August 18, 2018

Longtime Tarleton professor, business college dean retires

Dr. Steve Steed

STEPHENVILLE (May 4, 2018) — Dr. Steve Steed landed at Tarleton State University in 1971, planning to teach a couple of accounting courses before he moved north and into the private sector.

Nearly five decades later, he retires this spring as dean of Tarleton’s College of Business Administration. A public retirement reception will be from 5 to 7 p.m. Tuesday, May 9, at City Hall at City Limits, 1907 E. Washington St., and an endowed scholarship has been created in his honor.

“Sometimes you are blessed to be in the right place at the right time,” he said. “Tarleton was a much different place when I arrived, and I got caught up in the growth and excitement over the years.”

When Steed joined the university, enrollment hovered around 1,700, and the College of Business was on the third floor of the agricultural building in Stephenville. Many students were returning from the Vietnam War or headed that way.

For Steed, it was “a unique time in our history and a very interesting time to be at the university.”

Steed has helped Tarleton navigate decades of change. Enrollment hit a record 13,000 last fall, and the College of Business now offers undergraduate and graduate degrees in accounting, human resource management and computer information systems.

To teach, he first had to overcome an almost paralyzing fear of public speaking. “It took me about a year before I could go to class without feeling sick.”

He was among the first professors at Tarleton to own a computer, which led to a 30-year stint as chairman of the university’s Computer Services Committee. When Tarleton opened its first microcomputer lab in the 1980s, Steed helped get more PCs for the university dollar by convincing participating departments to order unassembled units and put them together on arrival. Faculty members unloaded the truck, received training on assembly — and created three computer labs.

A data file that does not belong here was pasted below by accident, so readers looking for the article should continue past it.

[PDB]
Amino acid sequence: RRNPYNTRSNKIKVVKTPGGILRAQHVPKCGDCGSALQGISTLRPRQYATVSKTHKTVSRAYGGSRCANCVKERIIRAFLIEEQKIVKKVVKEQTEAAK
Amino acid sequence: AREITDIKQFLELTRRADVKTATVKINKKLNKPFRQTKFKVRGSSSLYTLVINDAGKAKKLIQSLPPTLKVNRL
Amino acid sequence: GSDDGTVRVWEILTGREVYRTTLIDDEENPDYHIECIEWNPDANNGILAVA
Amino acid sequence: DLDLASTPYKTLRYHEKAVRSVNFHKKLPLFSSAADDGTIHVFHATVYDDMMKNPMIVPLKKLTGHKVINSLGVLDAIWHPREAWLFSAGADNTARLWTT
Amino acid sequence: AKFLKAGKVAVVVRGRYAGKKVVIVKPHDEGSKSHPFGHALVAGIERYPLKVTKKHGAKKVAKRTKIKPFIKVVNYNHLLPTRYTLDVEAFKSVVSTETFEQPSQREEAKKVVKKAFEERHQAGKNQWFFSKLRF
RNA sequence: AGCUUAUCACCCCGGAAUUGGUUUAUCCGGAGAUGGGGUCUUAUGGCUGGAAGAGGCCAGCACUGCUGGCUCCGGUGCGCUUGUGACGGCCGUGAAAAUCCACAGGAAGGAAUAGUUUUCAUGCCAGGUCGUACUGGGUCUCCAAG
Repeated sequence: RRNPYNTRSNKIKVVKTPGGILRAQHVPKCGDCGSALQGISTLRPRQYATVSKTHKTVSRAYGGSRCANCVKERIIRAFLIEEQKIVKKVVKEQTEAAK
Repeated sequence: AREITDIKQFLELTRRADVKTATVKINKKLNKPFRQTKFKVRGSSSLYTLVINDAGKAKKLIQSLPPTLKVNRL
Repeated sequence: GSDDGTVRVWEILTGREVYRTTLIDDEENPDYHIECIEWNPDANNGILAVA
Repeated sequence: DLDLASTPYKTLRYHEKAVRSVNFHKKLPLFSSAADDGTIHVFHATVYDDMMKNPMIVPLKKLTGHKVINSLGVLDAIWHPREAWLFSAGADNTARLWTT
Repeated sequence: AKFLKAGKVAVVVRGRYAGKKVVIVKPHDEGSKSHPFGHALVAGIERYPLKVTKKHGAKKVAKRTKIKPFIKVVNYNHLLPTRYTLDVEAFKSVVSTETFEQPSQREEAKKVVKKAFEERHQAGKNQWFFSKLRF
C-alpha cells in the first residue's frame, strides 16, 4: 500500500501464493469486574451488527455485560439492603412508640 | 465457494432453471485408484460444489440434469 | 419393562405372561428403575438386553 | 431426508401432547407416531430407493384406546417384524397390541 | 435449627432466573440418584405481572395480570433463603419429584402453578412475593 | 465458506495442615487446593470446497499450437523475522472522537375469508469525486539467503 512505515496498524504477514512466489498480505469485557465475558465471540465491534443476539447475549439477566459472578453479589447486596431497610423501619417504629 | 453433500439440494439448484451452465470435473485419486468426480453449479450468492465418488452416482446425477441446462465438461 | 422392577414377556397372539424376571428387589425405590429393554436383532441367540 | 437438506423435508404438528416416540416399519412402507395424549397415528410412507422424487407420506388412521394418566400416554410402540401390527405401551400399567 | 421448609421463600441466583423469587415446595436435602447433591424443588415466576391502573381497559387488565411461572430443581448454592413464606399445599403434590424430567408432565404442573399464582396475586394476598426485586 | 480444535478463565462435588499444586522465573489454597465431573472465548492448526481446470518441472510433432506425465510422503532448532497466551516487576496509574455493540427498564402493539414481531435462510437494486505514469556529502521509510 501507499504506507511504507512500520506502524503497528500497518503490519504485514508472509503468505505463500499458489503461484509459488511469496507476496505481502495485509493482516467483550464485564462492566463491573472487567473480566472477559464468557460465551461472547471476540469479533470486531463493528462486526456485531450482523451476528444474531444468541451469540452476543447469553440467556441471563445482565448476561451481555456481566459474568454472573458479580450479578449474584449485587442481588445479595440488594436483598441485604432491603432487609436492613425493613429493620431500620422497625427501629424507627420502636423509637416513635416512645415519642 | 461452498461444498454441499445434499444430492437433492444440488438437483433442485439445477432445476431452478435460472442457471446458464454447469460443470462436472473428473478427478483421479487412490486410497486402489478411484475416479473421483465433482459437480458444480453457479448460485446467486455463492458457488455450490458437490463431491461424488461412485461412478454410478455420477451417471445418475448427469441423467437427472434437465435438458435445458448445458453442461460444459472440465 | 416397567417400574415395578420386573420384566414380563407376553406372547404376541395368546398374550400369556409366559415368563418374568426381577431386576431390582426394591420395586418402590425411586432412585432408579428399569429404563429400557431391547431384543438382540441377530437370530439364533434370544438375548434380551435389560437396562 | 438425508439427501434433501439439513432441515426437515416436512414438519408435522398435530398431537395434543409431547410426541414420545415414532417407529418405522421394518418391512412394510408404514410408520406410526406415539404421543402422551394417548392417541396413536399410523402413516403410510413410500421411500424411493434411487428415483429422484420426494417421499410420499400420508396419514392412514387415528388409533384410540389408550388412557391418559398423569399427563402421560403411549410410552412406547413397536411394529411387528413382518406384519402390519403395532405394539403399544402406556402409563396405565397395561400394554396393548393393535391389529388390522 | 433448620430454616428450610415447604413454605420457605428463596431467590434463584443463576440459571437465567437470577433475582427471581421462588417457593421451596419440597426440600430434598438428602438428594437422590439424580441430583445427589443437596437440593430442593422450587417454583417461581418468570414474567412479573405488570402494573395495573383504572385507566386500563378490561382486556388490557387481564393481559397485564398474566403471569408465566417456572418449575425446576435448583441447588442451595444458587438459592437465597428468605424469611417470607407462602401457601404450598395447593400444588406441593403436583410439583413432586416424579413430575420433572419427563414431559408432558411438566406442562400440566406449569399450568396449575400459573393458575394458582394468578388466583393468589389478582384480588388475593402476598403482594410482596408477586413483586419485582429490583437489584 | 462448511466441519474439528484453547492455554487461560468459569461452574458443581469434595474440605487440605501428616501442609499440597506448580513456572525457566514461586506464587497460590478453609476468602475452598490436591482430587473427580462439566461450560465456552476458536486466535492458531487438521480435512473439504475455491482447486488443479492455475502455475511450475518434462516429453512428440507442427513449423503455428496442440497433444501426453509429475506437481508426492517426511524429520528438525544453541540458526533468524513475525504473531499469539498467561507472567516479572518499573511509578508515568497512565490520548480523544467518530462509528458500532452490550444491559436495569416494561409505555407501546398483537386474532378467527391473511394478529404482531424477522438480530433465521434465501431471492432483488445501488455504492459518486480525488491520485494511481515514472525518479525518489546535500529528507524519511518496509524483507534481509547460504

Steed, who was named dean of the College of Business Administration in 2015, said the moments when he reached students are his proudest accomplishments.

“We work in a field where we do not know the real result for a long, long time. But occasionally when you’re working with a student, you see that light come on. It’s a good feeling. Those of us who teach are blessed. Working with young people keeps us young. Our environment is so important.”

Provost Karen Murray, executive vice president of academic affairs, said Steed embodies the university’s core values of tradition, integrity, civility, leadership, excellence and service. “He values education and is a tireless advocate for our students and the community. He will be missed.”

Steed has served the Stephenville community as a board member of Texas Health Resources and the Optimist Club and as a Tarleton volleyball coach. His 17 years with Texas Health Resources inspired research on the availability of healthcare providers in rural Texas counties.

In retirement, he plans to spend time with his wife, Mary, and their three grown children. In addition to his volunteer service, he enjoys welding, woodworking and kayaking.

Make gifts to the Steve Steed College of Business Scholarship Endowment at www.tarleton.edu/steedendowment.

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